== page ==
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I am stumped by this and obviously missing something basic. It seems perl sort is not working on particular set of value. Here is part of test code:

    use strict;

    my $i = 7;
    my $j = 8;
    my $k = 4;

    print "before:$i:$j:$k\n";
    my @p = ($i, $j, $k);
    ($i, $j, $k) = sort(@p);
    print "after:$i:$j:$k\n";

    print "######################################\n";


    my $i = 23;
    my $j = 24;
    my $k = 7;

    print "before:$i:$j:$k\n";
    my @p = ($i, $j, $k);
    ($i, $j, $k) = sort(@p);
    print "after:$i:$j:$k\n";

print "######################################\n";

As you can see, it works when input values are (7:8:4). Doesn't seem to work when values are (23:24:7)!

before:7:8:4
after:4:7:8
######################################
before:23:24:7
after:23:24:7
######################################
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Storing the array back into the individual variables seems a bit odd, and not something you'd probably do in a real-world program. You can just print the array itself: print "after: @p\n" –  Keith Thompson Aug 27 '13 at 22:28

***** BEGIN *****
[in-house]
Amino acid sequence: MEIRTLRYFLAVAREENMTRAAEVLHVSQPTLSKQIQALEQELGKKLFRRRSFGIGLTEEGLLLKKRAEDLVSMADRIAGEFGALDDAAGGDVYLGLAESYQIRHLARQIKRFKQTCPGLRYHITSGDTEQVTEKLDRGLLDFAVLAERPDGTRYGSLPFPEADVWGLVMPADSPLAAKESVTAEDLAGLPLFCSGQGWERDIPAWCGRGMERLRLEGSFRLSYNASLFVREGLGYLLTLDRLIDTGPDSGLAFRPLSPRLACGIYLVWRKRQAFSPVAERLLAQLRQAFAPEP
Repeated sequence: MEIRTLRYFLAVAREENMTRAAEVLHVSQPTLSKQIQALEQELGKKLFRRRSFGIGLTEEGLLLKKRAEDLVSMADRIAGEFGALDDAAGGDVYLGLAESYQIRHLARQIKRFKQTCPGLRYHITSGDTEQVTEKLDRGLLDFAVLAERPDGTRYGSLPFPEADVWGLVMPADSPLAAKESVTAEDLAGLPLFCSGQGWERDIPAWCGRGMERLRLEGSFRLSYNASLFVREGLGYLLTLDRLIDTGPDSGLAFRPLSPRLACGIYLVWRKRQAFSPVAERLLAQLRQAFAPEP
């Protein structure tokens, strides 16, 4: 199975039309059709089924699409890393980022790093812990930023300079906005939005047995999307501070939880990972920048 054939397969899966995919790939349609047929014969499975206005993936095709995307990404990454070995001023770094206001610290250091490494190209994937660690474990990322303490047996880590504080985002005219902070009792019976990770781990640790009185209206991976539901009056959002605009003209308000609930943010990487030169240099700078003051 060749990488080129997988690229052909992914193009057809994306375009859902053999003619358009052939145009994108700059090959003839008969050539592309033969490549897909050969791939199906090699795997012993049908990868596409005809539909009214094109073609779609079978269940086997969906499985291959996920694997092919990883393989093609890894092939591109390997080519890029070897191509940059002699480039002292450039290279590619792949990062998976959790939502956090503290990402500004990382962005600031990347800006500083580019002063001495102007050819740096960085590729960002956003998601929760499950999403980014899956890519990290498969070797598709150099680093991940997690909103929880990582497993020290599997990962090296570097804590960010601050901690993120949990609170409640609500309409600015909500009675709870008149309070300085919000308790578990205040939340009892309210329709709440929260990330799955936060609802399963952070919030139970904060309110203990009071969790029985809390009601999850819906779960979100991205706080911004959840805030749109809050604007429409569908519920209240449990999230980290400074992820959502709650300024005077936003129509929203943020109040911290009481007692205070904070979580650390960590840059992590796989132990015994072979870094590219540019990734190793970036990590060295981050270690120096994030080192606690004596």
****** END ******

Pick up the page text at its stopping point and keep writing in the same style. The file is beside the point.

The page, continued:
1 Answer 1

up vote 11 down vote accepted

By default, sort will sort lexically. So 23 and 24 come before 7 for the same reason that bc and bd come before g in the dictionary.

sort {$a <=> $b} @p will yield a numeric sort.

http://perldoc.perl.org/functions/sort.html for more info.

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Thanks for the explanation and link! It's working now. –  Mandar Aug 27 '13 at 22:23
1  
(Dictionaries use language-specific collation orders. This isn't the same as sort's default. You'd use Unicode::Collate for that.) –  ikegami Aug 28 '13 at 2:01

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